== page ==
There has been a good deal of discussion over the question of a surprise on the first morning of the battle. So far as we were concerned it was a surprise. Our immediate commanders were in arrest on account of a trifling affair. Our regiment was wholly unprepared for battle. After the battle opened, our officers had to draw clothing, arms, and accoutrements for the men before going into action. General Grant says in his Memoirs, page 333 of Volume I.: 4, "The fact is, I regarded the campaign as an offensive one, and had no idea that the enemy would leave strong entrenchments to take the initiative, when he knew he would be attacked where he was if he remained." Be that, however, as it may, the result was satisfactory to the Union cause, and disastrous to the enemy. Success is the measure of merit the world over.

Shortly after the Battle of Shiloh I received a commission as brigade surgeon. During the summer of 1862, and until after the Battle of Corinth, in October, my service was on the staff of General Davies, commanding the First division of the Army of the Tennessee, as medical director.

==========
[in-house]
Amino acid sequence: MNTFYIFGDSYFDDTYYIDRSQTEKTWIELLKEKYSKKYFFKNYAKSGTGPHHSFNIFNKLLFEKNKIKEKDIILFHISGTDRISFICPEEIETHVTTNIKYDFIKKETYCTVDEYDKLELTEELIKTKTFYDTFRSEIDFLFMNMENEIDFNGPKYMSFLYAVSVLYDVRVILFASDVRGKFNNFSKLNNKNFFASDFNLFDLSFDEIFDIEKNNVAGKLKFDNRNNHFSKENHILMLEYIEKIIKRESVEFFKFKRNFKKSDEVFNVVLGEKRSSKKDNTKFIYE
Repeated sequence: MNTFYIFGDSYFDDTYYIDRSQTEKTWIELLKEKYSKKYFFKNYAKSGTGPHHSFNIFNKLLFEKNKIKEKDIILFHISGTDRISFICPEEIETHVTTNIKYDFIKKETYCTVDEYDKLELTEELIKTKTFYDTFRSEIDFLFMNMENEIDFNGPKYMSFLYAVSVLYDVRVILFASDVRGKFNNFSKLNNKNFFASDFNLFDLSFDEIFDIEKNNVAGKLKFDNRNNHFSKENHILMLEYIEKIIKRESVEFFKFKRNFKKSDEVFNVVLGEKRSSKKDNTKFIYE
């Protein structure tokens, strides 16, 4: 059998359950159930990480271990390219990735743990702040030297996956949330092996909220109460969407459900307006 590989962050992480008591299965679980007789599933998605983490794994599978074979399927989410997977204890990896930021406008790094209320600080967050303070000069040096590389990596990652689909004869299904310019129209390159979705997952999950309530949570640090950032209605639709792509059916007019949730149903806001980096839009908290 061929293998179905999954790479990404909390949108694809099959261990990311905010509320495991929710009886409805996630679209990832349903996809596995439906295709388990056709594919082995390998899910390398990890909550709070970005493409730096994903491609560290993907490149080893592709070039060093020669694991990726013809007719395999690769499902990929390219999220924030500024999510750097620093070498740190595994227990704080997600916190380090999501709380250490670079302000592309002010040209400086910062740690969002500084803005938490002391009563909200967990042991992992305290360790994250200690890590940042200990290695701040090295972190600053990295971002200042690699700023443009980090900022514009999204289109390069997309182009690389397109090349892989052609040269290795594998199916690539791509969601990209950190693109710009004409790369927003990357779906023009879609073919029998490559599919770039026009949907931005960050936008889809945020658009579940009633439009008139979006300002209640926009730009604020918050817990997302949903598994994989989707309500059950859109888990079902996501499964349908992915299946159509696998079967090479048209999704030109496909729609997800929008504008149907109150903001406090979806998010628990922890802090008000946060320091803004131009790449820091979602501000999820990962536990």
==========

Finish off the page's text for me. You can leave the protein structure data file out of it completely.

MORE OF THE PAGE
Passing over the memorable siege of Corinth, under General Halleck, we entered that place to find the enemy gone. All military stores and government property he could not remove had been destroyed.

The summer was spent in camp, without stirring events. General Ord was in command of the forces at the post. One of his staff, acting as inspector, reported that he noticed an offensive smell in the grounds occupied by the Twelfth Illinois. General Oglesby was commanding the brigade at that time. He was informed of the report and his attention officially called to the necessity of abating the nuisance. Oglesby, with his staff, made a careful inspection of the grounds and camp of his brigade, and especially of the Twelfth, which had always taken pride in its cleanly and sanitary condition. He could find nothing filthy about the camp, and so reported to General Ord, adding the remark that "the inspector must have carried the smell with him when he rode through the camp." This jocular remark ruffled the feathers at headquarters and the author of it was brought to account. Our "Uncle Dick" apologized.

On the morning of October 3, about four o'clock, the long roll awoke the camp. The enemy under Price and Vandorn had attacked our outpost and driven in our picket guards. Our division was known as the Second division of the Army of the Tennessee. It was under the command of General Davies, and consisted of three brigades under the command of General Oglesby, General Hackleman, and Colonel Baldwin.